July 23, 2002
“It was a really incredible experience,” Keefner said. “It was like you feeling when you drive over hill, but it was like that all the time. Some people didn’t handle it too well, but for me, it was great.”
The team’s experiment failed in one regard – the solar sail did not move the way the team designed it to move. Keefner believes the sail snagged inside its chamber. That doesn’t mean the team didn’t learn anything.
“We learned that friction plays a critical role in solar sail motion, especially at high accelerations,” Keefner said. “On another positive note, the microwave worked very well, even though we had to jump through so many hoops to get NASA to allow us to use it.”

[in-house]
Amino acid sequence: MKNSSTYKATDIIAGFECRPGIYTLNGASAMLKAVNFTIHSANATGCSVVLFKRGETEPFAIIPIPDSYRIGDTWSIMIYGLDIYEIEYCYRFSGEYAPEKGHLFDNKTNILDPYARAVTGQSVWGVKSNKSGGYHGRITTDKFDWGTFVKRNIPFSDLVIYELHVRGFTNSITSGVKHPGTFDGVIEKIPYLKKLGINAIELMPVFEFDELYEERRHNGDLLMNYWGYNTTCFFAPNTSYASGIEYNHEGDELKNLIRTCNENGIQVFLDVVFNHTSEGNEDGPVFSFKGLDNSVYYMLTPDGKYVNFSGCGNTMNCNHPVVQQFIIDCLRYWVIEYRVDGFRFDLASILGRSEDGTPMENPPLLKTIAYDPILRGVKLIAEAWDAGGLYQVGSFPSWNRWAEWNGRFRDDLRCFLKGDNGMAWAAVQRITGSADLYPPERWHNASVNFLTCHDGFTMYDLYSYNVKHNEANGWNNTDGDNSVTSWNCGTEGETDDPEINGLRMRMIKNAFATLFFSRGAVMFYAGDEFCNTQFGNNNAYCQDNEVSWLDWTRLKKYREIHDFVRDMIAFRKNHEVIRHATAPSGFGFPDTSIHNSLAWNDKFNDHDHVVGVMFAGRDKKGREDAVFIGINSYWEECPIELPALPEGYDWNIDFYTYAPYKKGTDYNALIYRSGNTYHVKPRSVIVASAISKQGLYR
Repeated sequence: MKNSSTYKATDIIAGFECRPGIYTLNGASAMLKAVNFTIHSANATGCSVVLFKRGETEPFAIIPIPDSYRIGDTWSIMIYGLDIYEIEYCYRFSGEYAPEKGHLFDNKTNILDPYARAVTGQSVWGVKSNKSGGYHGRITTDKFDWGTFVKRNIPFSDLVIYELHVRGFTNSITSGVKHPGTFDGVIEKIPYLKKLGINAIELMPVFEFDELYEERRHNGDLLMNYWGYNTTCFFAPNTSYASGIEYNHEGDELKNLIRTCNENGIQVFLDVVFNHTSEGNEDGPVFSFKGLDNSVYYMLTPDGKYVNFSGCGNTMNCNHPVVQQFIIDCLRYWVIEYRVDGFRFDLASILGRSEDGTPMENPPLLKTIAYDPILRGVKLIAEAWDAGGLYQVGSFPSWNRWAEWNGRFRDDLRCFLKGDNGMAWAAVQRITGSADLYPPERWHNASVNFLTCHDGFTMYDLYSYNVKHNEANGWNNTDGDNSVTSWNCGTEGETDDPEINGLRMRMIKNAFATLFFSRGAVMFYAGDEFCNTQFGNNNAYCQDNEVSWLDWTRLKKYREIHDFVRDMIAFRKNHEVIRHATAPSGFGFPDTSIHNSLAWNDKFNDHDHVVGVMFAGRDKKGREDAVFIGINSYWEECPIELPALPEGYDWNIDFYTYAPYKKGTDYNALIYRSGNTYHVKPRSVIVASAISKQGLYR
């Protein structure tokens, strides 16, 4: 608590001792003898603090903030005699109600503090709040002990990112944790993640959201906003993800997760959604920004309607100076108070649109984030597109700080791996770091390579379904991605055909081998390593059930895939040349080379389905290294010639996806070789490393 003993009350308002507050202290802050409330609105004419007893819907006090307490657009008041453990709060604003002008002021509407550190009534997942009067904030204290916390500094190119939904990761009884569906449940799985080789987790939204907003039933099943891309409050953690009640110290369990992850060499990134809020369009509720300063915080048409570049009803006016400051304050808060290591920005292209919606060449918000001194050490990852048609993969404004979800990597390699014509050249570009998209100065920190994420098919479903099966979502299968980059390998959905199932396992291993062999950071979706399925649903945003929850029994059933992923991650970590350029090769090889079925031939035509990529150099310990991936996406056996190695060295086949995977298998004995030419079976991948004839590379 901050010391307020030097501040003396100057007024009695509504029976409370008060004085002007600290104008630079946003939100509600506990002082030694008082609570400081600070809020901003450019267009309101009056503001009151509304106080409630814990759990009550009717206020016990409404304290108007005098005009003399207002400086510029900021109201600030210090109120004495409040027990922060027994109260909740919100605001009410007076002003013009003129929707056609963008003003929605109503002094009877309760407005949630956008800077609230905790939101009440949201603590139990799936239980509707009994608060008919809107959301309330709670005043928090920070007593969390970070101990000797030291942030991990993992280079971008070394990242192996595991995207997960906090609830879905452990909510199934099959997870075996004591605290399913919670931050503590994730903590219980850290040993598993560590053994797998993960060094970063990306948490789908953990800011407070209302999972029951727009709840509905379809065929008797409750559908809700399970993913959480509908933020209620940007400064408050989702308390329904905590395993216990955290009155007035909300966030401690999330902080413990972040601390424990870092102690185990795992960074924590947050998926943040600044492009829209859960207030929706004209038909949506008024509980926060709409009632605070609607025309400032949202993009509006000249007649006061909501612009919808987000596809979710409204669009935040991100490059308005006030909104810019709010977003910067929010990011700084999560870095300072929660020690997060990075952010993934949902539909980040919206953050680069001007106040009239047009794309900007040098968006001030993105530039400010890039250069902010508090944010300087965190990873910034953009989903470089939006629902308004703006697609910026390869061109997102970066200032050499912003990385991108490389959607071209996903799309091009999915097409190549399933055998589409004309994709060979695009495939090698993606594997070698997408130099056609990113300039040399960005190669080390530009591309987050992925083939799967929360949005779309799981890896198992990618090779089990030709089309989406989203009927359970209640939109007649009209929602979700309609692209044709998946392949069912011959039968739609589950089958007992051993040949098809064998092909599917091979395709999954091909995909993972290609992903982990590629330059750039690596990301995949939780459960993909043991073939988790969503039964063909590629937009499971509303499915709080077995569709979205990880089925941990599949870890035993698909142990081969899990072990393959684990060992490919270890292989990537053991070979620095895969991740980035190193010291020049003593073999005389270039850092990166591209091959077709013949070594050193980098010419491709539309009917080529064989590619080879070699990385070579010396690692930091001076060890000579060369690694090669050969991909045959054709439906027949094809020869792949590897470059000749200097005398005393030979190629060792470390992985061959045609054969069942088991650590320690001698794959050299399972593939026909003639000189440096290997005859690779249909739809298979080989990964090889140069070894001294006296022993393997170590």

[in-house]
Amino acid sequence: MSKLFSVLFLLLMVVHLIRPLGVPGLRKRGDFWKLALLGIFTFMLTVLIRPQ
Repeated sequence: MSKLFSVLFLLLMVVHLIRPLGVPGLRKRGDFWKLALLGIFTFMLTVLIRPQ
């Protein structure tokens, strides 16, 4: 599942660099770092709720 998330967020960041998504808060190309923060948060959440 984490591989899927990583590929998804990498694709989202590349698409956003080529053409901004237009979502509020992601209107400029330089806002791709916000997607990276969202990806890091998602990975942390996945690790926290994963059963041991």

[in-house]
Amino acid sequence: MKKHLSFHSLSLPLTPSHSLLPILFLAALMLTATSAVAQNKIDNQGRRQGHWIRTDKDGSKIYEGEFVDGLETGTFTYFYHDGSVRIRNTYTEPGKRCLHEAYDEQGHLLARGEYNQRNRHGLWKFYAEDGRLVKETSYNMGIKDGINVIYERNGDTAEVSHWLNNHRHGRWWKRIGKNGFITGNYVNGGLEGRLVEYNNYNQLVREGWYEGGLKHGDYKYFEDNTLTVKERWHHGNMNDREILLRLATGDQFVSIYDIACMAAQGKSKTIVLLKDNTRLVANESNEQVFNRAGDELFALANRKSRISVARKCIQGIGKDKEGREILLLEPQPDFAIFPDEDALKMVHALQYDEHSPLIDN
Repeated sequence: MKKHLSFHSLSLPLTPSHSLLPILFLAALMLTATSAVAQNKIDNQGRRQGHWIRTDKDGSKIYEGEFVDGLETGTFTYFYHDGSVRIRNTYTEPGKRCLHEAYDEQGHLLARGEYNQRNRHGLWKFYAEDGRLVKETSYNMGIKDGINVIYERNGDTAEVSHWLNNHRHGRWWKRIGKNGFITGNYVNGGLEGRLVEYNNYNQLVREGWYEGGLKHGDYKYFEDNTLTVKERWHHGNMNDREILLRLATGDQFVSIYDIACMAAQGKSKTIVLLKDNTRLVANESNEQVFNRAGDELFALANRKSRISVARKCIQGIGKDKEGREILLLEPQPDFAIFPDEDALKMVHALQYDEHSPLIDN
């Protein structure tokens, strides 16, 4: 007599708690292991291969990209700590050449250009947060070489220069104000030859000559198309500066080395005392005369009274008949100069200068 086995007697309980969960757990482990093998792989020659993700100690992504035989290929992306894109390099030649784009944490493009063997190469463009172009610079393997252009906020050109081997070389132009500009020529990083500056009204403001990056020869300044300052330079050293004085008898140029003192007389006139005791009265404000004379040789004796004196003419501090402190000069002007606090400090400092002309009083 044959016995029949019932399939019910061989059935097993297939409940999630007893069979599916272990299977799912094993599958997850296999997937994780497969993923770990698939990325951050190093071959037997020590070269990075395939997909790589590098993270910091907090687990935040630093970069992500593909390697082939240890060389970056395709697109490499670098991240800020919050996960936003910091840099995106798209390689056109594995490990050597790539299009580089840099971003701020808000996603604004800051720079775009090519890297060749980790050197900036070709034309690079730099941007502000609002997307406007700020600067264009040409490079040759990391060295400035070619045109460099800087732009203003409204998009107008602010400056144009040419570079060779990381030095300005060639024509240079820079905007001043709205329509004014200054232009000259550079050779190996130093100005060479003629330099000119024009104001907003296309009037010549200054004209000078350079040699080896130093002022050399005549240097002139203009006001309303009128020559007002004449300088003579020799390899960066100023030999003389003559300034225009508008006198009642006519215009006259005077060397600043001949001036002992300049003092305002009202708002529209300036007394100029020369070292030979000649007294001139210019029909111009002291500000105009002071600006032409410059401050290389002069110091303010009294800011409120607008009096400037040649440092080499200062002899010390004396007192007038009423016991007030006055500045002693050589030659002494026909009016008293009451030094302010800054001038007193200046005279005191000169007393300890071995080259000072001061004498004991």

The flight lasted just under two hours, and the plane flew 42 parabolas. Forty were at zero gravity, one was at Martian gravity and one was at lunar gravity.
Two more team members are scheduled to fly Wednesday. That crew will perform a similar experiment, but will test how light, instead of a microwave, moves the solar sail.
Keefner said the trip matched his very high expectations.
“I’ve been dreaming about this for months, and it was almost identical to what I thought it would be,” he said. “It was really great.”
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